Attention must be paid — Marianne Stanley’s last Fever presser — Must-click women’s basketball links
The IX: Basketball Wednesday with Howard Megdal, June 1, 2022
All I could think as I looked at Indiana’s schedule this week — Tuesday night at home against Washington, early morning flight to New York for a true back-to-back against the Liberty Wednesday — was: I’ll bet Marianne Stanley doesn’t mind not being the Fever coach, at least for one day.
The end of her tenure came last week. It was a move that surprised many around the league, and me as well. It’s hard when a new general manager, the one who didn’t hire you, comes in, but I felt like a combination of Lin Dunn and Stanley had as good a chance as any to change the direction of this Indiana team, one that’s been troubled since essentially the day Tamika Catchings retired as a player after the 2016 season.
Making a change right after the Fever scored 90, played the defending champs tough in Chicago, was particularly surprising. Not that this is a playoff team — that’s perfect, really, seeing green shoots out of young players like NaLyssa Smith and Emily Engstler, Kelsey Mitchell reaching superstardom, but losing enough to keep a legit mathematical shot at getting Aliyah Boston in play next lottery, too.
If this is the last coaching gig for Stanley, though, I don’t think we should ignore what her legacy is in women’s basketball. This is the coach who shaped Anne Donovan. This is a coach who did something remarkable at Old Dominion — winning AIAW and NCAA Tournament titles. She’s a Naismith Hall of Fame member, and she’s enshrined in Knoxville as well, of course.
The sheer length of the legacy is amazing to me. From the Mighty Macs as a player to the ODU dominance, to WNBA Coach of the Year in 2002, 17 years after that last ODU title, another 17 years later as top assistant to Mike Thibault for a DC team that won it all and set records for offensive efficiency. She’s written such a large part of the women’s basketball story herself.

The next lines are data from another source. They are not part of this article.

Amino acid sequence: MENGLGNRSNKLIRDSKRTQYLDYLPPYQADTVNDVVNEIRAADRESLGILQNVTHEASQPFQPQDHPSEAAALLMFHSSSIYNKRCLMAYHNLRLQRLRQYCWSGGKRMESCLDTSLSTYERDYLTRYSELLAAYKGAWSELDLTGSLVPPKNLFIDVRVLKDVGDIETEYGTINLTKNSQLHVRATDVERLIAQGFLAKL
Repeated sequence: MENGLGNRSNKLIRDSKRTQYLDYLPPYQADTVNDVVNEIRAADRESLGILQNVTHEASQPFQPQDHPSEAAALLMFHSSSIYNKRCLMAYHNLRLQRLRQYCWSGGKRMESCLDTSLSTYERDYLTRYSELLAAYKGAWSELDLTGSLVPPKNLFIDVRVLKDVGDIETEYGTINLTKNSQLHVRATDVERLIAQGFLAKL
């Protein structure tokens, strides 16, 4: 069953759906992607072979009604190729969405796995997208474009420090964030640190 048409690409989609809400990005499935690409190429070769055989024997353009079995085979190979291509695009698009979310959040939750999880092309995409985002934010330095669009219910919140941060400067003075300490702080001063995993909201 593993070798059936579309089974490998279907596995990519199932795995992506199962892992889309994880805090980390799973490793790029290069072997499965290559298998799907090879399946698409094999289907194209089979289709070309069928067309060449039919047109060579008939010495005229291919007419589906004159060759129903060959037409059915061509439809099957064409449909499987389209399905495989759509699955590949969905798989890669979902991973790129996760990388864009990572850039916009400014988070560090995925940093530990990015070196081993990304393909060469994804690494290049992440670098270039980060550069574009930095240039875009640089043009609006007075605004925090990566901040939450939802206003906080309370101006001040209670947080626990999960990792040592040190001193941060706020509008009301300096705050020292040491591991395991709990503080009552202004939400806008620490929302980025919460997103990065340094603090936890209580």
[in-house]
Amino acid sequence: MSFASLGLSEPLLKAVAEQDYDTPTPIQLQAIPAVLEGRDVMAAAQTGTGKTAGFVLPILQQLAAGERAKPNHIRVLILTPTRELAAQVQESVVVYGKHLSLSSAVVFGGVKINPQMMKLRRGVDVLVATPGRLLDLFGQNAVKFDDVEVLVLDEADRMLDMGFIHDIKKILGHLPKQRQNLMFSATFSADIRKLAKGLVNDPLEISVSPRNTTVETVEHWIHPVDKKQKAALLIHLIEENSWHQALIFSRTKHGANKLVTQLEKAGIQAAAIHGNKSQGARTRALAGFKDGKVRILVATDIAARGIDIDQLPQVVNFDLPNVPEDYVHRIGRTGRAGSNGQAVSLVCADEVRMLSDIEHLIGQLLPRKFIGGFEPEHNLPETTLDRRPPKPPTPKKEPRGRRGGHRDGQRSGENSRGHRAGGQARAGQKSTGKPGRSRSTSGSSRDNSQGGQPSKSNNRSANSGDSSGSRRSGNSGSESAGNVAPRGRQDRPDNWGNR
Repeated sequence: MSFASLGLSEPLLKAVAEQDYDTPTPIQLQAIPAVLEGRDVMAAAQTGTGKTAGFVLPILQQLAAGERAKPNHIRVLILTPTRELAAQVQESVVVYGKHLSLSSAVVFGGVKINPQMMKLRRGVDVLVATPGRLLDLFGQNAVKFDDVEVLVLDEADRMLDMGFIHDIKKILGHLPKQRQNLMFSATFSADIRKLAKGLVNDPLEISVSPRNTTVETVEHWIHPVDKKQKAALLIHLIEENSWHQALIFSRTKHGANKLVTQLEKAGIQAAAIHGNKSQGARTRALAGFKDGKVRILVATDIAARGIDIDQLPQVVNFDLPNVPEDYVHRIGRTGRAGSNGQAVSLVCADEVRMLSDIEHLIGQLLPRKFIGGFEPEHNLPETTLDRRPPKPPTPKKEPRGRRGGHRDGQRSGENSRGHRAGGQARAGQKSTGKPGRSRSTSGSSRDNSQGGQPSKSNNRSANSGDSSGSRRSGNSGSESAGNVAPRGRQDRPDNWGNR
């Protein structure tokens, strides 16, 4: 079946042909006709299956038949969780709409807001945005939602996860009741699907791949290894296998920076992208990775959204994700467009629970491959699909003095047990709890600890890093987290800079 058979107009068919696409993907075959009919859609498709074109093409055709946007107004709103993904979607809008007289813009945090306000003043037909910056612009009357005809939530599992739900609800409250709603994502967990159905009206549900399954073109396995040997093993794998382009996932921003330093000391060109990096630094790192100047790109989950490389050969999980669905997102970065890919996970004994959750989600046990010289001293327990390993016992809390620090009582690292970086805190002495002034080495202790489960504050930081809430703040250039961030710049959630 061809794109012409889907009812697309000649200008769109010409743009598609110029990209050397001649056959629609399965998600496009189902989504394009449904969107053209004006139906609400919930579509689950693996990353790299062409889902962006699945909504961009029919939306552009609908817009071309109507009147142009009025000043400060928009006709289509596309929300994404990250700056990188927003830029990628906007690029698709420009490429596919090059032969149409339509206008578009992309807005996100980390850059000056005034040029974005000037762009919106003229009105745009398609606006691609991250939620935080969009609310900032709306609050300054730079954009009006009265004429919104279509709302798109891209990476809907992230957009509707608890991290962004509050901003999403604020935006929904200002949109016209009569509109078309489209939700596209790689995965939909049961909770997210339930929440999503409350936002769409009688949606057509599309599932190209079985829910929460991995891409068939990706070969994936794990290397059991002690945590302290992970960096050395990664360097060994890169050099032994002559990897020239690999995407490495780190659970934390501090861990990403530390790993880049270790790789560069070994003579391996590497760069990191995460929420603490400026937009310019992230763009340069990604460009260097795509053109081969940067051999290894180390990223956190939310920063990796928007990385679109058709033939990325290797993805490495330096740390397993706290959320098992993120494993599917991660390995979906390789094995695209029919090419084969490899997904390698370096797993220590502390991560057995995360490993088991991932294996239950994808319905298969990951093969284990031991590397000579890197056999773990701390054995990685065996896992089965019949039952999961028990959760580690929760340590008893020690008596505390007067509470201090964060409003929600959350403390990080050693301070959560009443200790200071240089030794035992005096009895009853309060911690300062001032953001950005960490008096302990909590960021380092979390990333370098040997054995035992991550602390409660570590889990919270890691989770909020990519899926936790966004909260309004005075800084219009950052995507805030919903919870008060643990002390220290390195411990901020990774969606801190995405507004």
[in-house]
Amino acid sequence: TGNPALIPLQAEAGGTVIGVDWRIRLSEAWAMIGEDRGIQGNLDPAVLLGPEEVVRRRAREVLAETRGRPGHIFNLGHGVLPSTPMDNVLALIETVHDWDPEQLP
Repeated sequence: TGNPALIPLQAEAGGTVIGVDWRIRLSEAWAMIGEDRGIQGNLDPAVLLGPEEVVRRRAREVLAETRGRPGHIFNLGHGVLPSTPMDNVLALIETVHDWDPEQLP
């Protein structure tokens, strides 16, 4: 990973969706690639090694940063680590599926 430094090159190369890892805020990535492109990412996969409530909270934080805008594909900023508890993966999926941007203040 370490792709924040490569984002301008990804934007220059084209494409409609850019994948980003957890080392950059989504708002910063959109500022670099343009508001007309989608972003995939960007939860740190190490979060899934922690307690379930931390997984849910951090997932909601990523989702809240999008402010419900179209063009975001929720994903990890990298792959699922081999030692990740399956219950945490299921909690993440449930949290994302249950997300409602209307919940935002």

There are plenty of different ways to measure the gap between how we cover men’s and women’s sports, but one I frequently return to is asking a simple question: how would we treat the potential end of a career similar to Stanley’s in men’s basketball? Can you imagine it happening anything like how quietly it did here? Who would that even be? Rick Pitino is probably closest, but not quite at Stanley’s level. It’s hard to fathom! I never forgot, when I covered Stanley, the legacy of who I was speaking to.
So listen to her last presser in Indiana, below. She spoke of Chicago’s continuity, and she’s right. “Once we have a core that has played together for 3, 4, 5 years, it’ll make a difference for us, too,” she added. I’d have liked her to get a chance to see it happen. But we don’t tend to wait around for results in professional sports.
I have no reason to believe it needs to be the last time we hear from Marianne Stanley in a professional capacity. But if it is, well, attention must be paid.
This week in women’s basketball
Annie Costabile recaps Diamond DeShields’ progression from future Sky star to Mercury wing.
Kenny Jacobs et al. at USA Today investigated how top collegiate athletic departments are abusing federal guidelines to overstate their Title IX compliance.
Gabe Ibrahim breaks down the film and stats behind Kelsey Plum’s second breakout for his Ball and Order newsletter.
Basketball News’ Mark Schindler looks at the stats and film from the Wings’ recent surge.
Tweet of the week
Five at The IX: Marianne Stanley
|By: Annie Peterson, @AnnieMPeterson, AP Women’s Soccer|
|By: Joey Dillon, @JoeyDillon, Freelance Tennis Writer|
|By: Howard Megdal, @HowardMegdal, The Next|
|By: Addie Parker, @addie_parker, The IX|
|By: @TheIceGarden, The Ice Garden|
|By: Lela Moore, @runlelarun, Freelance Writer|